BETHESDA, Md. (AP) _ Science, not political pressure, drove the government's decision to recommend that women in their 40s get regular mammograms, federal health officials say.

But some cancer experts said Congress was trying too hard to dictate science on this still controversial issue.

Congress ``stepped over the line, getting involved in science almost at the bedside instead of the Rotunda where they belong,'' said Ellen Stovall, a cancer survivor and member of the presidentially appointed National Cancer Advisory Board that issued the new recommendations Thursday.

``There should be no threat'' in science, she added.

The cancer board moved to end widespread confusion over when to begin breast cancer testing, declaring that for 40-somethings with an average cancer risk, ``it is prudent to have mammograms every one to two years.''

Women at higher cancer risk should consult a doctor for more specific advice, because a few may need the tests even before 40, and to determine how frequently to be tested in the 40s, the board decided.

The government and health groups long have agreed that mammograms starting at age 50 were vital. But the 40-something recommendation reverses the National Cancer Institute's 1993 decision that earlier testing was not scientifically justified.

The NCI immediately adopted Thursday's recommendations. NCI Director Richard Klausner acknowledged the pressure to do so was intense, but he insisted his decision was based on science, not politics.

``We did not waiver,'' Klausner said. Asked about reports that Sen. Arlen Specter, R-Pa., had threatened his job over the controversy, Klausner said: ``Private conversations are private conservations.''

Congress was under pressure from frightened women and the American Cancer Society to push for one national message on mammograms.

Rep. Jerrold Nadler, D-N.Y., has a bill pending that would require all private and public insurance to pay for annual mammograms starting at age 40. The Senate earlier this year unanimously passed a resolution urging mammograms for women in their 40s.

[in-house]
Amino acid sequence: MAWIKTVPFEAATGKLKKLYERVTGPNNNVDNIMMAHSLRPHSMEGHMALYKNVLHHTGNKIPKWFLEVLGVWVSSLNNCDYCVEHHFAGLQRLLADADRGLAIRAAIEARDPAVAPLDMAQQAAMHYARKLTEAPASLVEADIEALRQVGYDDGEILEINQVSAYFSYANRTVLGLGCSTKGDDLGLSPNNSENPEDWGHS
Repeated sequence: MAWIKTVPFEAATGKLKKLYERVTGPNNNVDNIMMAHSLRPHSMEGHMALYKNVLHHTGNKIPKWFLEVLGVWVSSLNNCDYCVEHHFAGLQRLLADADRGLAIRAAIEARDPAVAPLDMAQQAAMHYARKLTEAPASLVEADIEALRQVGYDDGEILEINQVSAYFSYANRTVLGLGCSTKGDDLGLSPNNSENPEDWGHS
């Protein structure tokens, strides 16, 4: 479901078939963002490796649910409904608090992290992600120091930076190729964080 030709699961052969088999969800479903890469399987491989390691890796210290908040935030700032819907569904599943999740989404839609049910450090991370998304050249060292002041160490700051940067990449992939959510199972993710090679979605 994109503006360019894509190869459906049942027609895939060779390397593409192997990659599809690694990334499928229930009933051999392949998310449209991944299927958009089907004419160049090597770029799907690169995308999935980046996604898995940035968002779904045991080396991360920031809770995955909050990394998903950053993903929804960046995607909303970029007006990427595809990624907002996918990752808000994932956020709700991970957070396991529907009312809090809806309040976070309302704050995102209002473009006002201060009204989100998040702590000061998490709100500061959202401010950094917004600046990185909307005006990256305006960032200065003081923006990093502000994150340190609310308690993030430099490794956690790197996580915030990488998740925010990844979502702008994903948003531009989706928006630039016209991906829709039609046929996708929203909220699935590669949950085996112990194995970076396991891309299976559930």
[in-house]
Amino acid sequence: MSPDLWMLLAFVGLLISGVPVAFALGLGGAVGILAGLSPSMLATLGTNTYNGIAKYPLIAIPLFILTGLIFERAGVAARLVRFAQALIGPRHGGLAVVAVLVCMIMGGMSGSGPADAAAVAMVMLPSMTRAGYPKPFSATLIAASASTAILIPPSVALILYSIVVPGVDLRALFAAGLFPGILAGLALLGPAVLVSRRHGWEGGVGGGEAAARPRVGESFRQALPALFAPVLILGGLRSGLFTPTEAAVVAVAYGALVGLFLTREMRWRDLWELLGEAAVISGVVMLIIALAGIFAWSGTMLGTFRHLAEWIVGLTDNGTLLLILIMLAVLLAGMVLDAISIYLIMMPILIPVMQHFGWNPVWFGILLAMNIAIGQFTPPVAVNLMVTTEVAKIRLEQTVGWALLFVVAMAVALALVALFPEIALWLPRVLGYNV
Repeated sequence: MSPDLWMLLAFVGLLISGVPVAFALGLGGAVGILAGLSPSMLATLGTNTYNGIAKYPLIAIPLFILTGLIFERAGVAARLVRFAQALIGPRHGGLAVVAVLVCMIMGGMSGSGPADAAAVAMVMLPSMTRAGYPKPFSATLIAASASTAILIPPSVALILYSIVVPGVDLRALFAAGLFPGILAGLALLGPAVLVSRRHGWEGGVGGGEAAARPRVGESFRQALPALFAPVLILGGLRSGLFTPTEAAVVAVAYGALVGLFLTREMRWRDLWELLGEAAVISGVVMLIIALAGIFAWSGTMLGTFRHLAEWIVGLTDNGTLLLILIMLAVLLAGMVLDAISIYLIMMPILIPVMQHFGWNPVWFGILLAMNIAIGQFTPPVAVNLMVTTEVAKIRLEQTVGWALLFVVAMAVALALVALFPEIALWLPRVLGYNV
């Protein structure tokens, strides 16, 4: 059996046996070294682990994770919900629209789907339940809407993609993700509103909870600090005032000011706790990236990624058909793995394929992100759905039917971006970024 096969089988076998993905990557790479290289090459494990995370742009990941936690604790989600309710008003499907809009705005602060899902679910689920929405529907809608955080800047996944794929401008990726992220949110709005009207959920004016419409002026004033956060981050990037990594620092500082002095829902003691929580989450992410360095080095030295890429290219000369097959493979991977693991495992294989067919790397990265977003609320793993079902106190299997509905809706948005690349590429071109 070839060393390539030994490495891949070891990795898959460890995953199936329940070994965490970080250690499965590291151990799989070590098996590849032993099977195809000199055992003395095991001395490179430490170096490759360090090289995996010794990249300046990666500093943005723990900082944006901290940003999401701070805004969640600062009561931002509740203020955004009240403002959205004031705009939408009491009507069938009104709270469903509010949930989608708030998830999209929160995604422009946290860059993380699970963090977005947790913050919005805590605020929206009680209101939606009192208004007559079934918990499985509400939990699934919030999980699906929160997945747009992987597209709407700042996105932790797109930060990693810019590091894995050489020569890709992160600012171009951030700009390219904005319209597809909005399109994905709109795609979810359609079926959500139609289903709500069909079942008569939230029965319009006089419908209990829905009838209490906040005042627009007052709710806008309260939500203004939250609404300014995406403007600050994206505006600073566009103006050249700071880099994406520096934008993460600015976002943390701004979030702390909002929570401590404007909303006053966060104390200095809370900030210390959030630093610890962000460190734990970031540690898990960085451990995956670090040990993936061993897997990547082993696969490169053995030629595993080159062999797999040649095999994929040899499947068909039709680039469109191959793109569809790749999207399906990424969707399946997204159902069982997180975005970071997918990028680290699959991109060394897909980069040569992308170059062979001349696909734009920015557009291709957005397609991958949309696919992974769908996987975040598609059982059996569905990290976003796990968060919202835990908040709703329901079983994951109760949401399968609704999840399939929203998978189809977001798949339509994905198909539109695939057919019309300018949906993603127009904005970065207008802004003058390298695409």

Specter, who heads a Senate subcommittee that oversees federal health spending, practically ordered the NCI to follow suit, and numerous lawmakers wrote or called the cancer board with the same request.

``We did not make this recommendation because of political pressure,'' the board's chairwoman, Dr. Barbara Rimer, insisted Thursday. ``We stepped back and looked at the science. We tried to come up with advice that would be useful to women.''

Specter, who held four congressional hearings on the subject, praised Thursday's change.

``The testimony of cancer-afflicted women at the hearings has helped lay a supplementary foundation of public and legislative opinion that women in their 40s would indeed benefit from regular mammograms,'' Specter said in a statement.

But he said he would investigate ``why it took so long to set the record straight.''

His office said the senator ``did not say that Dr. Klausner ought to resign or be replaced. But he did raise a question about whether they were using their funds properly, given overwhelming evidence supporting a clear recommendation in favor of regular mammograms.''

The NCI's 1993 decision had put the government at odds with groups like the American Cancer Society, which recommends yearly mammograms starting at 40. The outcry intensified in January when a ``scientific court'' the NCI convened to examine new research declared that women in their 40s should decide for themselves whether to be tested.

That research did show that regular mammograms in the 40s could cut breast cancer mortality by 17 percent. In contrast, mammograms starting at age 50 are proved to cut deaths by 30 percent.

The question was if the 40-something research was strong enough for a blanket recommendation that every middle-aged woman be routinely screened _ and Congress insisted it did.

Even though the cancer board voted 17-1 to recommend some regular mammography starting in the 40s, Rimer said the evidence was not overwhelming.

It was unclear whether mammograms in the early 40s or late 40s worked best, and no studies showed a clear benefit of yearly mammograms versus every other year, Rimer added.

So women and their doctors must decide whether the expense and the possibility of being frightened by benign tumors or lulled into a false sense of security is worth the possible benefit.

Breast cancer strikes about 180,000 American women each year, and is expected to kill 44,000 this year _ about 10 percent of them under age 50.